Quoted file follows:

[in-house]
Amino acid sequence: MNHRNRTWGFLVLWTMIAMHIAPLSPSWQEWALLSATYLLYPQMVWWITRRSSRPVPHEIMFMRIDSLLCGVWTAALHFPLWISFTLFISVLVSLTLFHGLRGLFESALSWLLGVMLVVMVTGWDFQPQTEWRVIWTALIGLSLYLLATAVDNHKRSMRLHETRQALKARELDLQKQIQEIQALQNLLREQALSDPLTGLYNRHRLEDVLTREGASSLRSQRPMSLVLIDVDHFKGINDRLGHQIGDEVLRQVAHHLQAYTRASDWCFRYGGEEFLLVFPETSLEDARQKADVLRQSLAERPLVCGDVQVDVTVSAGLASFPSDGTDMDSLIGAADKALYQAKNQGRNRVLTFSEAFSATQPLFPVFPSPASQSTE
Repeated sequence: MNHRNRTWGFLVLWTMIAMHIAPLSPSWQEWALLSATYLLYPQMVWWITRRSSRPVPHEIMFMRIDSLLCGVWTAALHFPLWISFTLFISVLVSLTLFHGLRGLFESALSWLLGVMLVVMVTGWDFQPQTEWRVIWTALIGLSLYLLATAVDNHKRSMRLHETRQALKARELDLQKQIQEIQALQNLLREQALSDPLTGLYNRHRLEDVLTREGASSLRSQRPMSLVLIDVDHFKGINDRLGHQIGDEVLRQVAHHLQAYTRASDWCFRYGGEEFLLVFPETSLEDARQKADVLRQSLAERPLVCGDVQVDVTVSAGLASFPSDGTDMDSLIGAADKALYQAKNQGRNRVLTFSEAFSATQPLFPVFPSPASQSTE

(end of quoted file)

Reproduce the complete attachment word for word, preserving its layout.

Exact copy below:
[in-house]
Amino acid sequence: MNHRNRTWGFLVLWTMIAMHIAPLSPSWQEWALLSATYLLYPQMVWWITRRSSRPVPHEIMFMRIDSLLCGVWTAALHFPLWISFTLFISVLVSLTLFHGLRGLFESALSWLLGVMLVVMVTGWDFQPQTEWRVIWTALIGLSLYLLATAVDNHKRSMRLHETRQALKARELDLQKQIQEIQALQNLLREQALSDPLTGLYNRHRLEDVLTREGASSLRSQRPMSLVLIDVDHFKGINDRLGHQIGDEVLRQVAHHLQAYTRASDWCFRYGGEEFLLVFPETSLEDARQKADVLRQSLAERPLVCGDVQVDVTVSAGLASFPSDGTDMDSLIGAADKALYQAKNQGRNRVLTFSEAFSATQPLFPVFPSPASQSTE
Repeated sequence: MNHRNRTWGFLVLWTMIAMHIAPLSPSWQEWALLSATYLLYPQMVWWITRRSSRPVPHEIMFMRIDSLLCGVWTAALHFPLWISFTLFISVLVSLTLFHGLRGLFESALSWLLGVMLVVMVTGWDFQPQTEWRVIWTALIGLSLYLLATAVDNHKRSMRLHETRQALKARELDLQKQIQEIQALQNLLREQALSDPLTGLYNRHRLEDVLTREGASSLRSQRPMSLVLIDVDHFKGINDRLGHQIGDEVLRQVAHHLQAYTRASDWCFRYGGEEFLLVFPETSLEDARQKADVLRQSLAERPLVCGDVQVDVTVSAGLASFPSDGTDMDSLIGAADKALYQAKNQGRNRVLTFSEAFSATQPLFPVFPSPASQSTE